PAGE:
Netgear brings Youtube to the living room

Netgear at the Consumer Electronics Show in Las Vegas has unveiled a new media adapter that allows users to access Youtube videos on a regular television. Using the Youtube application programming interface (API) that Youtube has made available to developers, the device allows users to browse the most popular Youtube videos using a remote control. They can also search for videos and select users whose videos they want to track.

The Digital Entertainer HD is the first device that makes Youtube videos available on a television, claimed Netgear's vice president of product marketing Vivek Pathela. In addition to accessing Youtube content, the device also allows users to play digital music files, including music purchased from the iTunes store and that is protected by Apple's Fairplay digital rights management (DRM) technology. Streaming iTunes content is available only for legally acquired content on computers running Windows.

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11 Comments

i wonder how they manage to play iTunes DRM content? Is this the only device to do this(until apple's iTV is released...)?

bobbba said,
i wonder how they manage to play iTunes DRM content? Is this the only device to do this(until apple's iTV is released...)?

I was wondering the same thing. Does this mean Apple have licensed their Fairplay DRM to third parties? :huh:

[EDIT] Looks like Apple have not licensed to third parties. Just read the article in full.

Using the YouTube API that the company has made available to developers, the device allows users to browse the most popular YouTube videos using a remote control.

They can also search for videos and select users whose videos they want to track.

Netgear's Digital Entertainer HD is the first device that makes YouTube videos available on a television, according to Vivek Pathela, vice president of product marketing at the company.

In addition to accessing YouTube content, the device allows users to play digital music files, including tracks purchased from iTunes which are protected by Apple's FairPlay DRM technology.

Streaming iTunes content is available only for legally acquired content on computers running Windows.

FairPlay is remarkable because Apple does not support its DRM on third-party appliances. The company claims that proprietary technology allows it to transfer the music, but declined to provide any details.

One possible way to transfer music would be to stream the actual audio signal from iTunes directly to the media adapter, thereby evading the DRM.

The adapter also acts as an interface to play video content downloaded from the internet, including high-definition content.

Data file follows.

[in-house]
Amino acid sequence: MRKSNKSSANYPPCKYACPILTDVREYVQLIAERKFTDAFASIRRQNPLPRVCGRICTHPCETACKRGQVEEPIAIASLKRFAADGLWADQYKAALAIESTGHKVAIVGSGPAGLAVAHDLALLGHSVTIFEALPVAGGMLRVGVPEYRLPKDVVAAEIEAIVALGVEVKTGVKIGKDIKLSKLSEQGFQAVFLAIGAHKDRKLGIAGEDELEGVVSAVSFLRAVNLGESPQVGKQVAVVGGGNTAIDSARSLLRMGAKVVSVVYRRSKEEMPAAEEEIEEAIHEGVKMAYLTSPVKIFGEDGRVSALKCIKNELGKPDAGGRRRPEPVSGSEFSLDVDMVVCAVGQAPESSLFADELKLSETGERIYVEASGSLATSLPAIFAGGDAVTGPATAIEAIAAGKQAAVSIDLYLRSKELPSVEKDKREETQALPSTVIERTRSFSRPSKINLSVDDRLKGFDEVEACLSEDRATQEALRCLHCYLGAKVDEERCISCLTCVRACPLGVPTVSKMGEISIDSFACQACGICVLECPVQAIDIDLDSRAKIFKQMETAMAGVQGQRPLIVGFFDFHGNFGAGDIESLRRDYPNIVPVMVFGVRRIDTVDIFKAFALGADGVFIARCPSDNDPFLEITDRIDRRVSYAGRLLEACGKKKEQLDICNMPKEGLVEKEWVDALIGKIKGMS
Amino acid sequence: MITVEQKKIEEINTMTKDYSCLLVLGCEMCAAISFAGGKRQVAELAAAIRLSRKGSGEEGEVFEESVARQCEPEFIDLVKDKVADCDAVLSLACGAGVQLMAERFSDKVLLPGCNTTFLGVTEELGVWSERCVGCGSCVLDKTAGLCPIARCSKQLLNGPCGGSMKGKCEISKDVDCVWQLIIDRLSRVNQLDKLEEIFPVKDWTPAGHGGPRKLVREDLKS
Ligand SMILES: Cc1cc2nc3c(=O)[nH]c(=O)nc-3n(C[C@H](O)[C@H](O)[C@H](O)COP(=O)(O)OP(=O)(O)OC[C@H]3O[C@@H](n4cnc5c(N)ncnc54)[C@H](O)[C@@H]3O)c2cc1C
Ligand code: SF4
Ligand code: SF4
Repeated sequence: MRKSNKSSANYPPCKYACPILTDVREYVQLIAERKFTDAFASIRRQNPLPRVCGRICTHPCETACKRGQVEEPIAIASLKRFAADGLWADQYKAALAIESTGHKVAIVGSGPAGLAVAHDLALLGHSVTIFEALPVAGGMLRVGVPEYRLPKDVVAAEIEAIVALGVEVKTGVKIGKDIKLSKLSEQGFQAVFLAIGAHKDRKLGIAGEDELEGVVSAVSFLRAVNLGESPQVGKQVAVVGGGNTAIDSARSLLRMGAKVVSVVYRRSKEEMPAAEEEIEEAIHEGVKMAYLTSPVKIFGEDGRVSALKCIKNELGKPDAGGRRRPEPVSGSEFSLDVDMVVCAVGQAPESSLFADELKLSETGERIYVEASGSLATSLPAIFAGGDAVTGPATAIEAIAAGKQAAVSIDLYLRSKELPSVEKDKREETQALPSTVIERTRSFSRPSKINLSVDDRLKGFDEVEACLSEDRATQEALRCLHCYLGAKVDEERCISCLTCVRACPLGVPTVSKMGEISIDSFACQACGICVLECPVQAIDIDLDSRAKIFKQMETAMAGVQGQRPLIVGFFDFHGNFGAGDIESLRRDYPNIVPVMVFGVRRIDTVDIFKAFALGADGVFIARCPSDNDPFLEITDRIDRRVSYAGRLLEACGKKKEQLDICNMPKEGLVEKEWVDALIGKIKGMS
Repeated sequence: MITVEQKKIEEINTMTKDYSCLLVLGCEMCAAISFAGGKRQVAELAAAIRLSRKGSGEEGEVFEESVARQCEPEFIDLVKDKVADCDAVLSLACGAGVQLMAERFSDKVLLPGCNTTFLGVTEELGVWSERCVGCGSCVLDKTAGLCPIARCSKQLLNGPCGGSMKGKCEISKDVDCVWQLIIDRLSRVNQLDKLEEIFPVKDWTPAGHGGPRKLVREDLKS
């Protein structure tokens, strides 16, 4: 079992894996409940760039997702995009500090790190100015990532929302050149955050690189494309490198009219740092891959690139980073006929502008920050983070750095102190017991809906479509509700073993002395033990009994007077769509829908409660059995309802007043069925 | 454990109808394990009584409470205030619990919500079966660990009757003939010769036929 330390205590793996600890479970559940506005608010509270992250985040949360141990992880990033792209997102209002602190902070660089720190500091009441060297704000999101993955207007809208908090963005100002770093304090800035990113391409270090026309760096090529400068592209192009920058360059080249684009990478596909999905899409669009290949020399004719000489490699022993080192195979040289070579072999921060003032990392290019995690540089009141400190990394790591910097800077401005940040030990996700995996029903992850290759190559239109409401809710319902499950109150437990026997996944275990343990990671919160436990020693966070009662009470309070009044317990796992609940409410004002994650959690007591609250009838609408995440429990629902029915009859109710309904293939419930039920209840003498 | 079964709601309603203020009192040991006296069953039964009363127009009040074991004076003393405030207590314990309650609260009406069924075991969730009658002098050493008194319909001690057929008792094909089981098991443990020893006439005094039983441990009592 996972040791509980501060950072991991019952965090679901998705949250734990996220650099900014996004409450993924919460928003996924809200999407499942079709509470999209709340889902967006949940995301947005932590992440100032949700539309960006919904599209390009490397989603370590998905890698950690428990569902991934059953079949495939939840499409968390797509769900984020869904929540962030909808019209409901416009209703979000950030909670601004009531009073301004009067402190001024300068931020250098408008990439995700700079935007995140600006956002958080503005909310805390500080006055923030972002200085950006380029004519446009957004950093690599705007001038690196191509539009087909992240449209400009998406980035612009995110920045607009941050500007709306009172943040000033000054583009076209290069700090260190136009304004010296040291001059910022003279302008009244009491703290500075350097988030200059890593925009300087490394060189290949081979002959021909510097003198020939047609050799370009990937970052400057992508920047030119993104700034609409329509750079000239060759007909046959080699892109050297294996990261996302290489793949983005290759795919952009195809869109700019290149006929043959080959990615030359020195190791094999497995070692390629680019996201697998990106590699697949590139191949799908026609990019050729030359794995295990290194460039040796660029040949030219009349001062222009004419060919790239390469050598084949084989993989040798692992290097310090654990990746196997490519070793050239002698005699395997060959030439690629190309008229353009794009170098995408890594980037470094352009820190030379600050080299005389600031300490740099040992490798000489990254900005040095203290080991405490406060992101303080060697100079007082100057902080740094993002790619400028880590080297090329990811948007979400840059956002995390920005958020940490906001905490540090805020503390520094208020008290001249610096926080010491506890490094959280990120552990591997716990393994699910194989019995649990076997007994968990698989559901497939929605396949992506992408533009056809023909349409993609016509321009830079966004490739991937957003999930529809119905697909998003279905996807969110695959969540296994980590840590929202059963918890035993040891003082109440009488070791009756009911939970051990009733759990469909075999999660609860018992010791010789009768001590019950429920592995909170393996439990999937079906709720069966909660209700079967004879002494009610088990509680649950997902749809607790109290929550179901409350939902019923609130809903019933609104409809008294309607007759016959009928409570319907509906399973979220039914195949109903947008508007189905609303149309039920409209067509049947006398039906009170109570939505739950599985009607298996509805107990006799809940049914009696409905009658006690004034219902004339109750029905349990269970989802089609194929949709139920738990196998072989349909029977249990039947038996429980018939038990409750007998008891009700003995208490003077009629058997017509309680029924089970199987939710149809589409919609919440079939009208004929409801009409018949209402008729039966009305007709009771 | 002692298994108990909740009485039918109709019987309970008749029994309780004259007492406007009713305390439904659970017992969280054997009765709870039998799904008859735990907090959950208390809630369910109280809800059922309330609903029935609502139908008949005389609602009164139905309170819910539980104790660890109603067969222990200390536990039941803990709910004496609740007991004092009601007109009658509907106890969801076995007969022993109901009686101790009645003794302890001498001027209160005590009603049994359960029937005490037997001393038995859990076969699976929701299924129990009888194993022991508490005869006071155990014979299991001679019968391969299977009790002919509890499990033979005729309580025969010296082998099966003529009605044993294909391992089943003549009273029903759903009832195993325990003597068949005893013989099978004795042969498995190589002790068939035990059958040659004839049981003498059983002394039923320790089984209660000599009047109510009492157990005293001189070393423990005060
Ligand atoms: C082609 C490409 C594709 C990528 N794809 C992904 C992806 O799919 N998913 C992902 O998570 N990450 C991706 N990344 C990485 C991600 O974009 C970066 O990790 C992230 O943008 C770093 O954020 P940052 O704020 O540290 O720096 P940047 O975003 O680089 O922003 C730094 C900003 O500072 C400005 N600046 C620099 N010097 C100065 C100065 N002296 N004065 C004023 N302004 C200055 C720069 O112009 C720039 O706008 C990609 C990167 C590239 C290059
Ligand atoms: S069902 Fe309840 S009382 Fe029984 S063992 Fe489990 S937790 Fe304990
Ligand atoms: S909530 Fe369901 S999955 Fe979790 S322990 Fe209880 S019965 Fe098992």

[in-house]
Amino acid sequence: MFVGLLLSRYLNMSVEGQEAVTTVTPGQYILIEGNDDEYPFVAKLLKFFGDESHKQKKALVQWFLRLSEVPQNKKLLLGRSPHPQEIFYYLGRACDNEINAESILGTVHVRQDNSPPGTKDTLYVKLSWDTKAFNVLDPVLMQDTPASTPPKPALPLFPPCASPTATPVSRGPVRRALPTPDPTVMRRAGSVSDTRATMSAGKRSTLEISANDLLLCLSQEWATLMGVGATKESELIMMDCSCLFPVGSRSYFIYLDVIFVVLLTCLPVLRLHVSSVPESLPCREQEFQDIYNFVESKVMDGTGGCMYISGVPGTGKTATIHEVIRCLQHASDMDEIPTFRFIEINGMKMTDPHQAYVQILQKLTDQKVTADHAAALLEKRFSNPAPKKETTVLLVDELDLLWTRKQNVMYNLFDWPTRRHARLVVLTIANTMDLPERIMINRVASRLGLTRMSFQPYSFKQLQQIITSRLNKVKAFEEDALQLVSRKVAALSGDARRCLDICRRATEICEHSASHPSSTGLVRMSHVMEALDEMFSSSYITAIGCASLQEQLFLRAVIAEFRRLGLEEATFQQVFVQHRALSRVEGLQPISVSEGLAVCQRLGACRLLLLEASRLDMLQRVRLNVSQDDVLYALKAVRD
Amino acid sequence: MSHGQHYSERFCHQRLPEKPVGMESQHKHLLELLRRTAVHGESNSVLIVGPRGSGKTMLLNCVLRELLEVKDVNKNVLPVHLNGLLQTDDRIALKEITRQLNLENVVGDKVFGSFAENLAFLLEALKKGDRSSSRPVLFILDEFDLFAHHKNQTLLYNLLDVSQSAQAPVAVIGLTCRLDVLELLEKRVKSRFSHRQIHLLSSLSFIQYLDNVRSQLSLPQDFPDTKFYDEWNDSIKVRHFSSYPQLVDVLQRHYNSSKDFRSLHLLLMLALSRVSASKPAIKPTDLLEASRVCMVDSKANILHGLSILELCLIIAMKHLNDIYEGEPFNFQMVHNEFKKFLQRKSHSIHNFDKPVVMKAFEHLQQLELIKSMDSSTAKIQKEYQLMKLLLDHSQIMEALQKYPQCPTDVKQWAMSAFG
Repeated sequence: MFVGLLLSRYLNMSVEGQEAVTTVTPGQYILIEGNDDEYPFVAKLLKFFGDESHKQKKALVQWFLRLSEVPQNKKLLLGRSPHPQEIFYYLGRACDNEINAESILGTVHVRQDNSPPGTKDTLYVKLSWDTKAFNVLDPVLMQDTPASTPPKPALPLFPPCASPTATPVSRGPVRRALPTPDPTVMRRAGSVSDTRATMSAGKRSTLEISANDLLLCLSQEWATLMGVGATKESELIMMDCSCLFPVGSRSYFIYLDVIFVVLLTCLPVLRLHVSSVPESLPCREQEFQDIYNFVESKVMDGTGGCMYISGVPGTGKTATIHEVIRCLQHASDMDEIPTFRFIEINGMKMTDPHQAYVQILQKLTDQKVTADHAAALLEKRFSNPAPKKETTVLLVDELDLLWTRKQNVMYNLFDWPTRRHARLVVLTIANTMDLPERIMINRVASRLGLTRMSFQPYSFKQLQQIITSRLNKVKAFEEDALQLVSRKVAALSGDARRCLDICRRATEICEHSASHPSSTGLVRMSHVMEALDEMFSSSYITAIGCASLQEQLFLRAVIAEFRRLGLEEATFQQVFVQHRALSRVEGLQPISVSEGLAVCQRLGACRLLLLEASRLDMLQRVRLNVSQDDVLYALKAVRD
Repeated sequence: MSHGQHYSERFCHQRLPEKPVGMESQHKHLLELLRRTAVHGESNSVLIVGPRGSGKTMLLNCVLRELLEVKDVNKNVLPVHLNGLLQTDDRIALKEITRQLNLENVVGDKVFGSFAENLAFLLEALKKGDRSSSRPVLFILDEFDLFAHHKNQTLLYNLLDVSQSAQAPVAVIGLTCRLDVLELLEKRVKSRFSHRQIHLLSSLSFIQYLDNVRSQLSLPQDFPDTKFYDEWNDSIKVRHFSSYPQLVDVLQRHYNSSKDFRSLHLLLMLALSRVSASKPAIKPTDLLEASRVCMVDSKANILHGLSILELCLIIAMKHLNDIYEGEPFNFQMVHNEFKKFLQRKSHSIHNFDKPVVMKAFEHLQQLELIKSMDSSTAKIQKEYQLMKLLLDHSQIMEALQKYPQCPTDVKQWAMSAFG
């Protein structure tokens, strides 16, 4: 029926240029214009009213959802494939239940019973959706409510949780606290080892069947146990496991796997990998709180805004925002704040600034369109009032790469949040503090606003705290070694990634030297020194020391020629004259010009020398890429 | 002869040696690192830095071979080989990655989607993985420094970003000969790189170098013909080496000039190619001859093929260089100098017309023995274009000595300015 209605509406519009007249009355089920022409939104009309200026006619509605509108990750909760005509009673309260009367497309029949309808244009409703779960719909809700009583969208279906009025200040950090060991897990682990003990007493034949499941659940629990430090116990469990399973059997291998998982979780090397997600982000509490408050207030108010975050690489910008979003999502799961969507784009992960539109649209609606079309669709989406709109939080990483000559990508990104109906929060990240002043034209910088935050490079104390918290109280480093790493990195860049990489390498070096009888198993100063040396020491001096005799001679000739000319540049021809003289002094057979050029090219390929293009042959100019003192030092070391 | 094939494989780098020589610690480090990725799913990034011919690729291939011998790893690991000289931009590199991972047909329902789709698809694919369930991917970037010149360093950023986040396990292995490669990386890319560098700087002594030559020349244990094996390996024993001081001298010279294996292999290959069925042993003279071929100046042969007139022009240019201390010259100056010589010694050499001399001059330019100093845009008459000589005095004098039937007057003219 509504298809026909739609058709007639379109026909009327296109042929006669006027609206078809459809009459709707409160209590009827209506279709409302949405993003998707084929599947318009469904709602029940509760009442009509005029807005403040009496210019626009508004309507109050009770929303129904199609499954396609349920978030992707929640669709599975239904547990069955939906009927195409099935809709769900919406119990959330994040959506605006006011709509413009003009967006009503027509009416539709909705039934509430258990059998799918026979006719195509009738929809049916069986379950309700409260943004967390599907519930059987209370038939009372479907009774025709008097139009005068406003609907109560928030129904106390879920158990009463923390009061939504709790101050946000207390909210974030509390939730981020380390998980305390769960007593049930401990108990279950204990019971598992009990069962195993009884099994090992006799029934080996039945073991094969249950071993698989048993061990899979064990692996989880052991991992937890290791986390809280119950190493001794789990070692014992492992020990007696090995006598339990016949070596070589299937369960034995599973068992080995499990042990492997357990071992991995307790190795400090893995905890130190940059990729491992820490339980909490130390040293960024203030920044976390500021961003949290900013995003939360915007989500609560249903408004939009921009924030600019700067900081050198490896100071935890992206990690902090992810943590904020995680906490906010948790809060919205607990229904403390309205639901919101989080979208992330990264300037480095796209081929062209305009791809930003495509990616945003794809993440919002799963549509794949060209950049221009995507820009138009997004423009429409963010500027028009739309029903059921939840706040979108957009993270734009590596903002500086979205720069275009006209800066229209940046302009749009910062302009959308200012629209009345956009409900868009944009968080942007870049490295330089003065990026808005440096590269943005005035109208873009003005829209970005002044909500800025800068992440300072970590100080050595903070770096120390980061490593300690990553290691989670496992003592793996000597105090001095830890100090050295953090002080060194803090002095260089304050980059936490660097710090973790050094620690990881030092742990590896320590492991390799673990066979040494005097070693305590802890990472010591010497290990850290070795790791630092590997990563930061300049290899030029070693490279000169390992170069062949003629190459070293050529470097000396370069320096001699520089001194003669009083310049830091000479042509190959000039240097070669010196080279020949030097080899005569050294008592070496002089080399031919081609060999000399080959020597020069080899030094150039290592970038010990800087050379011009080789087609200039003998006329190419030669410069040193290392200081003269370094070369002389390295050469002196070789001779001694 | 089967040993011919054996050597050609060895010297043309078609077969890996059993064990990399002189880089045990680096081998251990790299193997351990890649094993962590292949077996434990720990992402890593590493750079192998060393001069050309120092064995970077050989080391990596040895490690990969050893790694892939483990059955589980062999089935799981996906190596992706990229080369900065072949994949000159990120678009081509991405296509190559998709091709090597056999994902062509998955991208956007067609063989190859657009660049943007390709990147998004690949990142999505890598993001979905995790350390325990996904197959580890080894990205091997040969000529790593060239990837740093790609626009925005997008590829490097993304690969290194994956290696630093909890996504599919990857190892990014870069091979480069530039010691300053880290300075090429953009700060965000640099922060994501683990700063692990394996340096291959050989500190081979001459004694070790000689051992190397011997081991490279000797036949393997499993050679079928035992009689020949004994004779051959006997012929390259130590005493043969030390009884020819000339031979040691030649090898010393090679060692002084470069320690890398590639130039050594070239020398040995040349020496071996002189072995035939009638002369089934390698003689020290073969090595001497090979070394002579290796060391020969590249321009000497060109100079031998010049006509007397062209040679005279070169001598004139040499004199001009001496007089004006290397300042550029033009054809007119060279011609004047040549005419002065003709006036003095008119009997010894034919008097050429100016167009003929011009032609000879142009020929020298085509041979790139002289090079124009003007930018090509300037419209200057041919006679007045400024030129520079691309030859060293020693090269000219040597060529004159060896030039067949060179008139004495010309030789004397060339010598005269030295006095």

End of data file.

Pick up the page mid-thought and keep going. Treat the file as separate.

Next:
It can record and play television shows, but this service requires a PC with a TV tuner running Windows Media Center Edition.

The recordings can be stored either on the computer's hard drive or on an external hard drive attached directly to the adapter through a USB connection.

Streaming high-definition content requires users to build a network using the pre-release 802.11n standard or nascent Ethernet over Powerline technology.

The device also offers Ethernet and regular Wi-Fi connections, and is slated for availability later this quarter and will retail at $349.

Big deal, I was able to do this a long time via my ordinary Netgear router Xbox running XBMC and Youtube python script over my Netgear built network :P

wow, watching youtube video's on my tv!!!!!! how coool!!!!

not

the quality is bad enough on my pc when it's windowed, i wouldn't want to watch it full screen

If you are on an HDTV then yeah, it is probably horrid.

However, I think you may be surprised how well it will look on a standard definition television. Or rather, I bet you would be surprised how crappy standard definition television looks on your high resolution PC monitor!

They've spent money on doing something completely useless, most of the people who watch youtube are teenagers who don't care whether they can play it on the television or not, they'd rather sit in front of a computer screen watching videos speaking with their friends on wlm, they obviously haven't looked at the likely consumers of youtube.

On top of this, people who buy music on iTunes are likely to own iPods themselves, so why sit in front of a television listening to music when you can listen to it on your computer or on your iPod?

S-T-U-P-I-D.

you seem to be missing the point, it probably cost them almost nothing to add youtube support and it gives their set top box something that the competition does not have. Given the growing hype around youtube it's good marketing to get your product linked to it as well.

As for iTunes, this box allows you to take your music(and your photo's and your films...) away from your computer and into your lounge where you can enjoy them in comfort without the headphones and battery life that you get with an iPod.

Try using your imagination S-T-U-P-I-D! :P

great, now i can watch blurry videos of stupid teens and preteens doing pointless things.

although there is some great content on there.

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